Houston has two major air pollution problems: ozone levels and fine particles. The state has been working for decades to address the ozone issue. But John Wilson, the executive director of the Galveston Houston Association for Smog Prevention says fine particles reached the federal limit of 15 for the first time.
"In reality the EPA says it has to be over 15.05 and so we're not sure whether we're going to be over 15.05. The average person breathes in probably about the equivalent of half a grain of sand of this kind of air pollution every day. It's a very minute amount of matter but it causes very serious health consequences over a lifetime. And the amount of pollution that's at stake in whether or not we will officially cross that line and be over that threshold is 1/20,000 of a grain of sand."
Fine particles are associated with asthma and other respiratory diseases and have been linked to some types of cancer. State Representative Ana Hernandez filed a bill to change air quality guidelines into enforceable standards.
"It really concerns me when you look around and you can't see out into the horizon. It's a very hazy day, we've got a lot of traffic here on this highway, 18-wheelers coming in and out of the port and we have neighborhoods right here, children that live and play in these neighborhoods. So it is a concern of mine that our constituents have a safe place to live where don't have to worry about their children playing outside."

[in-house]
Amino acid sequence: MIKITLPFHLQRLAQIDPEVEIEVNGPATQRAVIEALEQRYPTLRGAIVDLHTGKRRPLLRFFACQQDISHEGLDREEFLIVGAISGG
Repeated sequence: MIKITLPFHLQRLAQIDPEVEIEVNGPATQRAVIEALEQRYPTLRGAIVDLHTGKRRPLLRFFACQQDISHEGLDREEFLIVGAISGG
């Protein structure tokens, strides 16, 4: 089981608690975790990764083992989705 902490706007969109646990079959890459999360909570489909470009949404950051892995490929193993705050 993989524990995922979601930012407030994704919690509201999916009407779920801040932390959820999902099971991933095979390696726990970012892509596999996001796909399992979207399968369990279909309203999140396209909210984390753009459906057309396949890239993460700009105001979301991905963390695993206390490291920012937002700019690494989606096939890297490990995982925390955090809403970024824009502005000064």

The legislation isn't likely to make it onto the special session agenda, but Hernandez says she'll file it again in January if need be. Wilson says the state is making progress with regards to pollution, but the petrochemical industry has to be more aggressive in helping the region meet compliance standards.
"We are making a difference and in fact are seeing some progress. We had our first big victory on clear air rules over industry objections last year and we're seeing progress in a lot of areas. So I don't want to say that you know -- you know the glass is probably half full at this point, but right now we've got a better idea of what it's going to take to get clean air in Houston. And it's going to take attention to this problem."
The official monitor for fine particles is located on Clinton Drive, just a short distance from the Port of Houston. The main monitor recorded levels right at the federal cutoff of 15 mincrograms per cubic meter. But a backup monitor recorded an average level of 15.33. It's too early to know whether the EPA will find the region in violation of the air quality standard. Laurie Johnson Houston Public Radio News.